6 Speed Test Drives, Automotive, Car Reviews

6 SPEED TEST DRIVE: BMW M6 Convertible

By Carolyn Desalu

Anyone that has been within earshot since my 2012 BMW M6 convertible test drive knows this: The next extra $114,000 I come across is going toward this car. It’s functional, phenomenal, and fast—just the way I like things…sometimes. When it’s time to slow down and, let’s say, burrow under the covers, the soft top does the job well. For folks seriously contemplating a convertible with lots of charisma—as much as a car can have—the M6 is it, and below are a few reasons that may inspire you to rev up and roll out.

1. Big tank. With a highway range of 422 miles, the M6 surely inspires road warriors to gas and go. The new, larger, fuel-efficient tank (almost 15% bigger), yields approximately 14 mpg city and 20 mpg highway, or 16 mpg combined, which means you’ll have more time for play instead of perennially pumping gas.

2. Heads up. The illuminated heads up configuration isn’t totally new, but it’s still a fab feature (and one of my faves).  Important information such as numeric speed, road sign symbols, gear, real time traffic information, and a color rev counter symbol are displayed directly on the windshield in the driver’s field of vision, allowing  you to focus on what’s important—the road ahead.

3. Hear this. The 12-speaker surround sound system designed by Bang & Olufsen delivers 1,000 watts of power from a satellite radio, iPod or MP3 compatible CD drive. Adjusting to real world driving conditions such as various weather and road surfaces via the Dynamic Sound Optimization, data is gathered from a mounted microphone and instantaneously programmed to perfection, ensuring you never miss a beat—even with the top, dropped. Whether you call it amazing acoustics or bells and whistles, the tweeters, loudspeakers and a pair of subwoofers located under the front seat make cruising feel like a concert in this car.

4. Press me. The ingenious engineers at BMW decided that a clutch pedal—you know, the third pedal used for manual driving —was simply unnecessary. So they removed it, allowing drivers to keep their foot on the accelerator during gear changes and instead, press the M-gear selector to D (automatic) or S (manual).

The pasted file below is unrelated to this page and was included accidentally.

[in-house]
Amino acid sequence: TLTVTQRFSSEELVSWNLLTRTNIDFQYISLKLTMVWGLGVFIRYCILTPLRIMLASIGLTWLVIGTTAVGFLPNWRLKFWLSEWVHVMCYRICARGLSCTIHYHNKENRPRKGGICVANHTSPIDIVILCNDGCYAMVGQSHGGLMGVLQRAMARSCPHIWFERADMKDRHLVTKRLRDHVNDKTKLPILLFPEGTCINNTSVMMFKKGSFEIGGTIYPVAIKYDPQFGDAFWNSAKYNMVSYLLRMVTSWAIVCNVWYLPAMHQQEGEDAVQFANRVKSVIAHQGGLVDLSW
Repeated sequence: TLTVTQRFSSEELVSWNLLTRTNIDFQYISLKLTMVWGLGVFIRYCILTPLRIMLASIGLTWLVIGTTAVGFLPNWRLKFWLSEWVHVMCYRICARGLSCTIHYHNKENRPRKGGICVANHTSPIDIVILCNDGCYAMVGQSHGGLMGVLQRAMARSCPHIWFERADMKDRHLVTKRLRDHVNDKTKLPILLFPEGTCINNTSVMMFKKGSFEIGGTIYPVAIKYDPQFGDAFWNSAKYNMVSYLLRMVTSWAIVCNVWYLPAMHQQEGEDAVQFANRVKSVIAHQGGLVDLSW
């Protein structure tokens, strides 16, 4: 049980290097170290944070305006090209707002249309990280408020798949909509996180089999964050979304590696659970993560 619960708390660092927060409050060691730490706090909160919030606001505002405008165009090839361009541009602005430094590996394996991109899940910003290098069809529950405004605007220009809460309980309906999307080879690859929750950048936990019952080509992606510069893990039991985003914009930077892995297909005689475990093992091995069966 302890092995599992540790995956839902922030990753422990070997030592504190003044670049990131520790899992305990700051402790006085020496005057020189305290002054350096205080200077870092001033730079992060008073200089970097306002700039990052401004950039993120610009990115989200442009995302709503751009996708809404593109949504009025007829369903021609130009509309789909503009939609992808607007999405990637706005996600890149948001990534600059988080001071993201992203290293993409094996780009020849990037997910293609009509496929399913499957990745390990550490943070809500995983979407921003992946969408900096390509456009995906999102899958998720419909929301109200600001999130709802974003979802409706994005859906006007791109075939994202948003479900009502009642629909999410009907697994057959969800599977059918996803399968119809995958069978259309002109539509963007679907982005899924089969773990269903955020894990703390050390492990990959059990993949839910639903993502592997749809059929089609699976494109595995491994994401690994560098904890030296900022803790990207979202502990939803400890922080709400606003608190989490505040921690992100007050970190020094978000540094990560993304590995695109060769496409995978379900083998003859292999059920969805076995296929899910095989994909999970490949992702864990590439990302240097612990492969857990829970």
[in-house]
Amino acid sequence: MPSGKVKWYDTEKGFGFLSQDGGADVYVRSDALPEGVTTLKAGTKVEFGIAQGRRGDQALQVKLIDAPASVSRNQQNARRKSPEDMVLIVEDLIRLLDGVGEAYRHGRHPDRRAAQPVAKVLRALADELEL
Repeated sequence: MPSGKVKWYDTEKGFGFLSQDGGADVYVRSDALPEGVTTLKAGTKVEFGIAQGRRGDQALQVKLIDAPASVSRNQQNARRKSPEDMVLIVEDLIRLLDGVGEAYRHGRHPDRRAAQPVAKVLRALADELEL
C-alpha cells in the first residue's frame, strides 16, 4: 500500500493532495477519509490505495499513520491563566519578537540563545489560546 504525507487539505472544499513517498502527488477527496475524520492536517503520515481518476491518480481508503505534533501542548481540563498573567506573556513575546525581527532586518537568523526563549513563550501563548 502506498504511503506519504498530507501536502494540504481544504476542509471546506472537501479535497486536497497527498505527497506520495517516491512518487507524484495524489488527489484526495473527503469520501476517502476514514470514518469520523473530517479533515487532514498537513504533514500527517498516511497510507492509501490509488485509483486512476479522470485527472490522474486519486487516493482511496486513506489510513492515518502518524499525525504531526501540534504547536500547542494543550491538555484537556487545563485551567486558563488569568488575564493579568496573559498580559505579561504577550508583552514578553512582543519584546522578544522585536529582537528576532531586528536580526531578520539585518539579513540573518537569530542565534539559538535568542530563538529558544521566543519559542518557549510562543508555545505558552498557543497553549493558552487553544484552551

5. Parking problems. After your Thelma & Louise or Bonnie & Clyde adventures, you’ll want to park your car, but that presents a problem—at least initially. During the test drive a few folks (including myself) could not figure out how to put the car in park. After pressing a few buttons and shifting gears to no avail, I had to wave down a BMW rep to turn the car off (ditto for the other folks). Apparently you have to press a button or two, step on the brakes, press another button or two and do something else—or something like that—to get the car to park. We like fancy, but this just leaves us with, “Huh?”

6. Standard stuff. BMW offers a plethora of packages and perks including driving assistance, full LED lights, soft-close doors, and customized apps, but should you stick to standard, here are some of the things to expect: anti-theft alarm system, black soft top, rear view camera, ski bag, heated front seats, daytime driving lights, voice command, navigation system, and a 10.2-inch LCD display. Overall, standard isn’t really shabby. At all.

Sidebar: Opt for the 20″ M light alloy wheels; it’s the adult version of riding on spinners. Separately, for my test drive tidbits, click here.

2012 BMW M6 convertible
Starts at: $113,995


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1 Comment

  1. says:

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    do with some pics to drive the message home a little bit, but
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